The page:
Valley College hosts “Writing through the Pain”

Providing students with ways to release their painful experiences by jotting them down on paper, One Book, One College hosted a workshop to teach the process of using pain for storytelling.

By Edward Segal, Valley Life Editor

In a writing workshop that doubled as a therapeutic experience, Valley College took to Zoom to encourage people to write a journal entry about a traumatic experience they have faced.

One Book, One College, a program meant to engage the community in reading and writing, hosted this workshop in an effort to show people why it is important to not bottle up painful experiences. English professor Alicia Bien, who has a master’s degree in fine arts and creative writing, created a safe space in which participants could be vulnerable. The professor began the session with a focus on nonfiction books written by famous authors about their painful experiences, such as “The Diary of Anne Frank.”

Allison Lopez, a licensed clinical social worker at Valley’s student health center, also attended the meeting, reminding students to use Valley’s resources and seek someone to talk to if they are going through traumatic experiences.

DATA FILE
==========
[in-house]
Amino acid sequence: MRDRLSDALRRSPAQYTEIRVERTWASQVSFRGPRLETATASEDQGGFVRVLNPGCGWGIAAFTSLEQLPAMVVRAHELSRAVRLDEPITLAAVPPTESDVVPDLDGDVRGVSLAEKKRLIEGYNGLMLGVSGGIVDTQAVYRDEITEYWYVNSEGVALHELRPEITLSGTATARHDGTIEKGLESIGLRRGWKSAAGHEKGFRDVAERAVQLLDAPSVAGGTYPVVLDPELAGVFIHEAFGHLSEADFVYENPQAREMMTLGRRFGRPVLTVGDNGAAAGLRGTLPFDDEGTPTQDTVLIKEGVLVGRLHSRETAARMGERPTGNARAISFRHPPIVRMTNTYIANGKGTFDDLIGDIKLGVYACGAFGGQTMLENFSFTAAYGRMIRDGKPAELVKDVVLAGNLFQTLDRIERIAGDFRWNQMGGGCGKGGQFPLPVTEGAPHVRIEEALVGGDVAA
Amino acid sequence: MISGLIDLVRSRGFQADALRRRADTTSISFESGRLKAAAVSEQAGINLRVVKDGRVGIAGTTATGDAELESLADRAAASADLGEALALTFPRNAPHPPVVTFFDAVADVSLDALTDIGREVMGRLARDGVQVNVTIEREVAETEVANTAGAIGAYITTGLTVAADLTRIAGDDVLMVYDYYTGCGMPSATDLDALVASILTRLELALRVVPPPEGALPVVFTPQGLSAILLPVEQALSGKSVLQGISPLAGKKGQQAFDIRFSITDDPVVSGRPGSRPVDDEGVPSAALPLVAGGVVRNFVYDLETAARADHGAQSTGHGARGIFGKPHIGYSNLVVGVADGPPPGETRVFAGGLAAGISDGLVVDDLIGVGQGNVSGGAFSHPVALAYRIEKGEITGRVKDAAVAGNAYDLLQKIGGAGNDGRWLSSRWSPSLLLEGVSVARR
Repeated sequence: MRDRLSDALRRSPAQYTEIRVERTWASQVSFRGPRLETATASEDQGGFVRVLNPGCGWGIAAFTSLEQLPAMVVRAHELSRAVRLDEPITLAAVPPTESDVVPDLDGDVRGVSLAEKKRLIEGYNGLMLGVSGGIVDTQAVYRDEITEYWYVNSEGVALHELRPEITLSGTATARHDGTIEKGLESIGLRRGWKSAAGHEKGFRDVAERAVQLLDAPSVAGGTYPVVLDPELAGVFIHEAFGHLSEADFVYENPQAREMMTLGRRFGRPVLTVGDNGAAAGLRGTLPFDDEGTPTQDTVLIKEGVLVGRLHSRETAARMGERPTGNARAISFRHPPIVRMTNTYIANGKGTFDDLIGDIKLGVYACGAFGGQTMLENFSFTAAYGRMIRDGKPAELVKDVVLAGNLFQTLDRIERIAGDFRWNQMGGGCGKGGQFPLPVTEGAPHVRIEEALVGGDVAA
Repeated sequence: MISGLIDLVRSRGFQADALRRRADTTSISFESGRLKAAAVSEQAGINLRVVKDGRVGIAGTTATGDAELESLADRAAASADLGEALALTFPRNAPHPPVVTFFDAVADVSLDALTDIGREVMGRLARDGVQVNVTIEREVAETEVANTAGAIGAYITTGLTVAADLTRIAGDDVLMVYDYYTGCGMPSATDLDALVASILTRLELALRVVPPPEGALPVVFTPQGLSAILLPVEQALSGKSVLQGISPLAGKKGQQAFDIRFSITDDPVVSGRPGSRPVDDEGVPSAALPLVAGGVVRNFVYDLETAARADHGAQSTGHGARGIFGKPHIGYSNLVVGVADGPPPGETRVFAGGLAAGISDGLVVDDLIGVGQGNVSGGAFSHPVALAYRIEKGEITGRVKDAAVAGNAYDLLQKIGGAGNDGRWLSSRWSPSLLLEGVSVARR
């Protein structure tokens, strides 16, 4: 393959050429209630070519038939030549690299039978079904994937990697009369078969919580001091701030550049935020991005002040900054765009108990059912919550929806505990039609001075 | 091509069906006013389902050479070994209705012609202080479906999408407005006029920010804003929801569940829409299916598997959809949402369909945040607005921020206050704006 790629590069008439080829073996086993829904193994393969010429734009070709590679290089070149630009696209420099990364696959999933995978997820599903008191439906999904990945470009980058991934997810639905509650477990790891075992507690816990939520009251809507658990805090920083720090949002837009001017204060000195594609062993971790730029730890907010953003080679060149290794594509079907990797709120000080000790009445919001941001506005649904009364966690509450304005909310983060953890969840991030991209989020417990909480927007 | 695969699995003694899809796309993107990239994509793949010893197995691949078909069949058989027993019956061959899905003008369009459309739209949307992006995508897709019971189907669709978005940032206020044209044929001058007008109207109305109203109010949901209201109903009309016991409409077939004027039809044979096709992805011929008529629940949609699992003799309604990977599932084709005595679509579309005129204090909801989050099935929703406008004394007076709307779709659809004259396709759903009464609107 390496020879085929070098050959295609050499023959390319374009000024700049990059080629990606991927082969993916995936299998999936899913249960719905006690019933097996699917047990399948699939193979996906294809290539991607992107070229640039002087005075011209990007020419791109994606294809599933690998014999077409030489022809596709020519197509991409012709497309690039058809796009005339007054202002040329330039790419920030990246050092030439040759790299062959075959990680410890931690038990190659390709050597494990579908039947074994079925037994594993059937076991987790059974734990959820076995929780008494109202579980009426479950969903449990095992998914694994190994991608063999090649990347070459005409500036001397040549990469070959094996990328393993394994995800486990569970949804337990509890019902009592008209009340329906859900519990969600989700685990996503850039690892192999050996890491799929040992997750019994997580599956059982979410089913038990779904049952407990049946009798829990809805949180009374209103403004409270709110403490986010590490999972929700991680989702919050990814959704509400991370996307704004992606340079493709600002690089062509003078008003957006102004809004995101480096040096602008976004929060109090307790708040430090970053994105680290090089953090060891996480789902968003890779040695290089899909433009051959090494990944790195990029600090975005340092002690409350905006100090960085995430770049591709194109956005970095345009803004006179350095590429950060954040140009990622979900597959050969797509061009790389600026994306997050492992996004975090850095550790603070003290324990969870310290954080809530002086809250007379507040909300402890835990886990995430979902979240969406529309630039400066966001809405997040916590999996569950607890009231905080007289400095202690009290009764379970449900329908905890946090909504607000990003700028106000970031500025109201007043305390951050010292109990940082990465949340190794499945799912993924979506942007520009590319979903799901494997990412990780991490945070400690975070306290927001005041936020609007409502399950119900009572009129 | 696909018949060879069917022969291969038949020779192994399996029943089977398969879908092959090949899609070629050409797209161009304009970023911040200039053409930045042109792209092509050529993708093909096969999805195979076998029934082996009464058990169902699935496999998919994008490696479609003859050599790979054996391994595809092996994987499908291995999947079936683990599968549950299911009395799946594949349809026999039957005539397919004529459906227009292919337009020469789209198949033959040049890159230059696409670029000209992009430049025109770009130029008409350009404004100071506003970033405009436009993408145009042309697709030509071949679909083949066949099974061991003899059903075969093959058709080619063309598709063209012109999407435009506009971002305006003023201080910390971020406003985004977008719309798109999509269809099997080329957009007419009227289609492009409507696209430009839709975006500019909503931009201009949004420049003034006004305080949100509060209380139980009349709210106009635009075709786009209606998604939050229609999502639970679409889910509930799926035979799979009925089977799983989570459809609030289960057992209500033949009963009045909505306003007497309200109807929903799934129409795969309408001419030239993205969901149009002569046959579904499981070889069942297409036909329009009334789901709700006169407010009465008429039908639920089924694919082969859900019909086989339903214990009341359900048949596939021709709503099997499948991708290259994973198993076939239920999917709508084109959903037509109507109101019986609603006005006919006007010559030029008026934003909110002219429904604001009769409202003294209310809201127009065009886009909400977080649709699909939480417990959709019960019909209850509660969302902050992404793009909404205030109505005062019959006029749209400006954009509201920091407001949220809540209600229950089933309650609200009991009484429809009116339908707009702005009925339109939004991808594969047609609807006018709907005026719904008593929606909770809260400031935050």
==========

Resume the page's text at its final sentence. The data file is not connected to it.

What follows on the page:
Bien mainly focused on “Just Mercy,” a nonfiction book written by lawyer and author Bryan Stevenson about the justice system’s discrimination of black people. In his book, Stevenson discussed the case of Walter McMillan, a black man from Alabama wrongfully convicted of murder and sentenced to death.

Attendees shared some of their own painful experiences, leading the professor to discuss the types of pain one can experience.

“No one is ever going to know the pain that you are feeling inside,” said Bien. “But that is okay. Because what we can do with it is what makes us who we are. We can share it.”

The English professor then presented a slideshow depicting various forms of trauma, including the loss of a loved one, racism, separation and genocide.

Focusing on how difficult it can be to seek help, Bien discussed how one of the more difficult parts of a trauma is the process of getting it off one’s chest and discussing it with others.

“There is the danger of indifference that we may face as a society,” she said. “We have to be aware of what others go through. We should speak up when somebody is mistreated.”

Bien shared one of her own journal entries as a model and introduced other books that touch on various sources of pain, emphasizing “The Color Purple” by Alice Walker.

Participants were then assigned partners in breakout rooms and asked to produce a journal entry in the name of an animated movie character who has suffered pain.

Once people had stepped into each other’s shoes, the English professor encouraged everyone to do a similar activity with their own painful experiences as a therapeutic exercise.

Many came forward and shared their experiences with losing a loved one, something many related to, and Bien shared a final quote from “Hamilton” to send everyone off.

“Dying is hard. Living is harder.”